The 2014 December elections brought back this strong narrative of “Lepep” in the forefront of the political landscape generating new hopes especially for the middle and lower class. Today, the “Lepep” government is seen as a failure for most of the citizens. Moneyed interests have captured “Lepep” political system and the dreams for a second economic miracle built on the chemistry of a leader and his minister of finance have finally developed into a nightmare over the last few days.
The “Lepep” narrative is dead. The construct of an economic system that is less stable and less efficient, which is increasing the inequality among the population, is becoming more and more evident. There is an enormous disproportionate gap between the top few and the majority of the population (Lepep) in the country. Lost of hope and growing uncertainty are giving rise to accumulative frustration. The reasons for despair are obvious and the low levels of opportunity suggest that if nothing is done now, the inequality in the future may be worse than it is today. The question of how to bridge these gaps is more one of politics than economics. In concentrating on their own narrow interests, our actual political leaders are missing the fundamentals. They are not addressing key economic and social issues as promised. Speeches of high tonality and threats no longer work. We are in 2016 not 1983. Three decades have rolled out and old recipe will not produce the magic effect, just like coloring white hair does not make one younger. It needs more than that. Persistent unemployment and the erosion of the universal values of fairness, the greed of actual ministers caring for their close relatives and others has given rise to a strong feeling of betrayal in the population (Lepep). The fact that we are no longer a country of opportunity is sinking deep down in our youth and compromises the future. The same feeling of inequality and unfairness has given rise to massive protest in countries like Tunisia and Egypt. Powerful dictators and government have fallen from power and this is something that avers much easier in a democratic set-up like Mauritius. The economic downturn and the scandals that have surrounded the financial markets since the beginning of this government’s mandate continue to grow and now, with the ex-minister of finance leading the show, make matters worse.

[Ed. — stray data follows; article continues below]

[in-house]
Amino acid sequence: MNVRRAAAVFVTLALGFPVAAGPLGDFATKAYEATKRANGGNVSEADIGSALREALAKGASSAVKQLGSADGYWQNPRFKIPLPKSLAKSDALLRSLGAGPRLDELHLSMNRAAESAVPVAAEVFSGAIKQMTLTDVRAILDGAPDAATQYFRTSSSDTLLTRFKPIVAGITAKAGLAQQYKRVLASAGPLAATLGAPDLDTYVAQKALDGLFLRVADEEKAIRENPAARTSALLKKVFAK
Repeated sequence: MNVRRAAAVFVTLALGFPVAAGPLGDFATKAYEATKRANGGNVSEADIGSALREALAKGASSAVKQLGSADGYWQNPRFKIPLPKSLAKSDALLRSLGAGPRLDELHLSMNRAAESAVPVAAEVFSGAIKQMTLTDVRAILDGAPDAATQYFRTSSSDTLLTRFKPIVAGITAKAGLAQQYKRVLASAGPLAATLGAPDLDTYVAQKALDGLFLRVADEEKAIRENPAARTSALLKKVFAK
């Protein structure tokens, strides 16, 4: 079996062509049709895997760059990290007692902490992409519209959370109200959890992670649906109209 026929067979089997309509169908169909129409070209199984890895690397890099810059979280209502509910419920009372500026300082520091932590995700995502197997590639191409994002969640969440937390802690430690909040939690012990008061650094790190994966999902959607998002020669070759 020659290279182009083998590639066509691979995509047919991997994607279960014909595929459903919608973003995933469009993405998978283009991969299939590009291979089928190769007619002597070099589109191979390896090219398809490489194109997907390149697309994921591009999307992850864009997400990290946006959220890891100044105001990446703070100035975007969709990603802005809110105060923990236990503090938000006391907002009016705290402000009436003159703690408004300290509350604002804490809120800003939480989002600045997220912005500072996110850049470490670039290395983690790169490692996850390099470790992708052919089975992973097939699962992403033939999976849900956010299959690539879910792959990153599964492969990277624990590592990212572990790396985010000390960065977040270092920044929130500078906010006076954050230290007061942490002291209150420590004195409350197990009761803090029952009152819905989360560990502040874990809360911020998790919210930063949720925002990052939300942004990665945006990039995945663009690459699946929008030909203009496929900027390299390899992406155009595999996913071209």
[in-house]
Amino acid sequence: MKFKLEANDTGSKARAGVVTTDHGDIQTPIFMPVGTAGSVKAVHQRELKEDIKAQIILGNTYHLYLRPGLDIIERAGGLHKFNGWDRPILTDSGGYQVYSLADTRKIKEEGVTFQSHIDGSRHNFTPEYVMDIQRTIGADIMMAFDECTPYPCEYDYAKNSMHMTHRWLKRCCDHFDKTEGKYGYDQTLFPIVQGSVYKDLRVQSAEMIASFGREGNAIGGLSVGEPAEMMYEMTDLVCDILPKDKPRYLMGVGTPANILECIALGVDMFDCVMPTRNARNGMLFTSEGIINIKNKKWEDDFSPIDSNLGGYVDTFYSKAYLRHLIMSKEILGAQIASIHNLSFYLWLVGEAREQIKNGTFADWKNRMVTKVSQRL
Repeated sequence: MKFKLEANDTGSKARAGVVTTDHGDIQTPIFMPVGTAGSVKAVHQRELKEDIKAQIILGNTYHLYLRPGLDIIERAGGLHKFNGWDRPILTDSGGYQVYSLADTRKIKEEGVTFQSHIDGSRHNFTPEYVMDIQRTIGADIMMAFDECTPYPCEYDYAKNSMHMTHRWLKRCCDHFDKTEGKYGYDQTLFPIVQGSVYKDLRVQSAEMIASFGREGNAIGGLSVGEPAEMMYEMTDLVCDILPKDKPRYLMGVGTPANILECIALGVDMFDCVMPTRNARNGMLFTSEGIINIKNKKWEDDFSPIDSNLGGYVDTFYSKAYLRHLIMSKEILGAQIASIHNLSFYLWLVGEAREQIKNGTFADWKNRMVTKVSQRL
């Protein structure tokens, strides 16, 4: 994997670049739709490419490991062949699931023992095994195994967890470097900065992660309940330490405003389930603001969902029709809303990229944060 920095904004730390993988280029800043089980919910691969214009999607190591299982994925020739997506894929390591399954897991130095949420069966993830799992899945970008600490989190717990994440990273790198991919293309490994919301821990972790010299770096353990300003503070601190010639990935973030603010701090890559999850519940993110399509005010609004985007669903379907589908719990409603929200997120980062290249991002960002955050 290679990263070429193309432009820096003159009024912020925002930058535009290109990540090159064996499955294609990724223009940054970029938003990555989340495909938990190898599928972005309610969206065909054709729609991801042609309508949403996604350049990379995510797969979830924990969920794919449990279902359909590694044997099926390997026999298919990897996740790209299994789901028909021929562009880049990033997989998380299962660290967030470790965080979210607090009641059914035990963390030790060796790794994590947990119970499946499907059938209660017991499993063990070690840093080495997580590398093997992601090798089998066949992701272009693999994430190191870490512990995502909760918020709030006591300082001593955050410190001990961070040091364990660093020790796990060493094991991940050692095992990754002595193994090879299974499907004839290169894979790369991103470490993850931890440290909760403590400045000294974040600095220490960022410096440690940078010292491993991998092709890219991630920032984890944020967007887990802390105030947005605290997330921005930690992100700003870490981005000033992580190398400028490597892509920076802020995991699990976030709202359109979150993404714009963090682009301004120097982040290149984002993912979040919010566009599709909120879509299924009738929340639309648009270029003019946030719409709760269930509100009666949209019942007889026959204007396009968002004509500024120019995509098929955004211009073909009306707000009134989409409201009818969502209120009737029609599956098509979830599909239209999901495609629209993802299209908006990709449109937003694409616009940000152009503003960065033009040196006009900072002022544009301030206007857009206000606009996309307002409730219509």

2016 is persistently showing decreases in income and decline in the standards of living among 98% of the population. The “Gini coefficient” is on the rise. The situation is alarming. The disturbing trend in income and wealth will give rise to more social manifestation and ultimately the country will pay a high price for it, even worse if it is in a welfare state. More and more persons at the bottom will depend on government benefits. The “Lepep” leadership should know that, widely unequal societies do not function efficiently and their economies are neither stable nor sustainable.
Already our economic system has not been delivering for most citizens. Most of the wealth accumulation in this country for decades has gone to the top 2% of the population and the “Lepep” political leadership has not corrected the market failures – thing that they promised during the electoral campaign. Our liberal market economy has not been working the way it should have been. The virtue of a market economy is supposed to be its efficiency but we have seen here how the market is not responding to the huge unmet needs like unemployment and its inability to generate jobs for the upcoming young professionals. More and more citizens are seeing their standards of living eroded.
There is no doubt that we have a divided society, but the division is not merely ethical but more on those who are fortunate and those who are not. “Gato-la inn grossi me pa finn partaze”. The economic fantasy that “bizin grossi gato pou partaze” is a historical rhetoric and should not come as a big surprise that the new minister of finance revives this fantasy. The banking sector is in this dirty game fuelling the inequality for long and what we are witnessing these days is only the tip of the iceberg. There is need to dig more in the processes and loan approvals of these banks. A lot of inequalities will surface. The “Anti Robin-Hood” approach of bankers (taking from the poor to bail/help the rich) has strengthened the hold of the 2% of the population on the market economy and further fuelling inequality. Small entrepreneur/businesses and the common people suffer from different standards of service, loan-repayment conditions and treatment from the local bankers. The inequality prevails at all levels. There is need for the banks to be better regulated, impartial, well managed and not favouring the privileged few who are “more equal than others”. Good governance has been institutionalized in this country since 2014. Are Good governance and equal opportunity mere slogans?
The “makers” of the inequality in our society should not be tolerated because the consequences of discrimination (past or ongoing) are difficult to eradicate. Can our little Mauritius change course and recover the principles of fairness and opportunity? Yes, it can, but needs strong leadership and now hope is flickering.